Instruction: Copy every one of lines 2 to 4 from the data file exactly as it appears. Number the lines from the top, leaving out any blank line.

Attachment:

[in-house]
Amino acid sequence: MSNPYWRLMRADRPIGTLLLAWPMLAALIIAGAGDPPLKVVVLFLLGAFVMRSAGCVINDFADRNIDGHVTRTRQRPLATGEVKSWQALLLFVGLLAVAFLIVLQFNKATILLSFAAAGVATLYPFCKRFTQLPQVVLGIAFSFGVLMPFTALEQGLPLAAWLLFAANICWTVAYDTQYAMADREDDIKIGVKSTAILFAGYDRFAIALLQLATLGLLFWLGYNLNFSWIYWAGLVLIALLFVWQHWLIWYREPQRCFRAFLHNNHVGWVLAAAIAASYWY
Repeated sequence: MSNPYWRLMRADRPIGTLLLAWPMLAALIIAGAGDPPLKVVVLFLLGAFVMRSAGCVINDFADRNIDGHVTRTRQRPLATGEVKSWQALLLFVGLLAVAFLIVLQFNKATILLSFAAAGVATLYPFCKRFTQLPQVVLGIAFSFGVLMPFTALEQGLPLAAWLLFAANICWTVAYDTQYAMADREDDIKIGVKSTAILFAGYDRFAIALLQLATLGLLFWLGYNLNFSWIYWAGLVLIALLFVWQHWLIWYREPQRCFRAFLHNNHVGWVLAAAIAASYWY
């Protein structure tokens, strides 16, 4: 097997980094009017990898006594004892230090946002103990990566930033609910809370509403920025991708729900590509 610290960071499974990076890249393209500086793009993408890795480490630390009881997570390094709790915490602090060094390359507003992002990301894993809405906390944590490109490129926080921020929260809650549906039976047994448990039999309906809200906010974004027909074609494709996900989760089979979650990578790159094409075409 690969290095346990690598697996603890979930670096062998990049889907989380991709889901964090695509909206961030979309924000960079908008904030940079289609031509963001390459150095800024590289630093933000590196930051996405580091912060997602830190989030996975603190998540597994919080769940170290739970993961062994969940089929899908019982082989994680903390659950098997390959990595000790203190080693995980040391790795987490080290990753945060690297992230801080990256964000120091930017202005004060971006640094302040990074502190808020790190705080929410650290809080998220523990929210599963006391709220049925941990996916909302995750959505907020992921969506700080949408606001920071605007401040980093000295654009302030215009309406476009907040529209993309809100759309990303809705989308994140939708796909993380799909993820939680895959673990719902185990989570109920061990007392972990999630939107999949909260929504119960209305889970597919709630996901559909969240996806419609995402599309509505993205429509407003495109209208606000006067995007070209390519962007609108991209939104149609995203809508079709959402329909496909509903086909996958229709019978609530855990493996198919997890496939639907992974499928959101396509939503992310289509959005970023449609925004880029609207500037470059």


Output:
Amino acid sequence: MSNPYWRLMRADRPIGTLLLAWPMLAALIIAGAGDPPLKVVVLFLLGAFVMRSAGCVINDFADRNIDGHVTRTRQRPLATGEVKSWQALLLFVGLLAVAFLIVLQFNKATILLSFAAAGVATLYPFCKRFTQLPQVVLGIAFSFGVLMPFTALEQGLPLAAWLLFAANICWTVAYDTQYAMADREDDIKIGVKSTAILFAGYDRFAIALLQLATLGLLFWLGYNLNFSWIYWAGLVLIALLFVWQHWLIWYREPQRCFRAFLHNNHVGWVLAAAIAASYWY
Repeated sequence: MSNPYWRLMRADRPIGTLLLAWPMLAALIIAGAGDPPLKVVVLFLLGAFVMRSAGCVINDFADRNIDGHVTRTRQRPLATGEVKSWQALLLFVGLLAVAFLIVLQFNKATILLSFAAAGVATLYPFCKRFTQLPQVVLGIAFSFGVLMPFTALEQGLPLAAWLLFAANICWTVAYDTQYAMADREDDIKIGVKSTAILFAGYDRFAIALLQLATLGLLFWLGYNLNFSWIYWAGLVLIALLFVWQHWLIWYREPQRCFRAFLHNNHVGWVLAAAIAASYWY
């Protein structure tokens, strides 16, 4: 097997980094009017990898006594004892230090946002103990990566930033609910809370509403920025991708729900590509 610290960071499974990076890249393209500086793009993408890795480490630390009881997570390094709790915490602090060094390359507003992002990301894993809405906390944590490109490129926080921020929260809650549906039976047994448990039999309906809200906010974004027909074609494709996900989760089979979650990578790159094409075409 690969290095346990690598697996603890979930670096062998990049889907989380991709889901964090695509909206961030979309924000960079908008904030940079289609031509963001390459150095800024590289630093933000590196930051996405580091912060997602830190989030996975603190998540597994919080769940170290739970993961062994969940089929899908019982082989994680903390659950098997390959990595000790203190080693995980040391790795987490080290990753945060690297992230801080990256964000120091930017202005004060971006640094302040990074502190808020790190705080929410650290809080998220523990929210599963006391709220049925941990996916909302995750959505907020992921969506700080949408606001920071605007401040980093000295654009302030215009309406476009907040529209993309809100759309990303809705989308994140939708796909993380799909993820939680895959673990719902185990989570109920061990007392972990999630939107999949909260929504119960209305889970597919709630996901559909969240996806419609995402599309509505993205429509407003495109209208606000006067995007070209390519962007609108991209939104149609995203809508079709959402329909496909509903086909996958229709019978609530855990493996198919997890496939639907992974499928959101396509939503992310289509959005970023449609925004880029609207500037470059």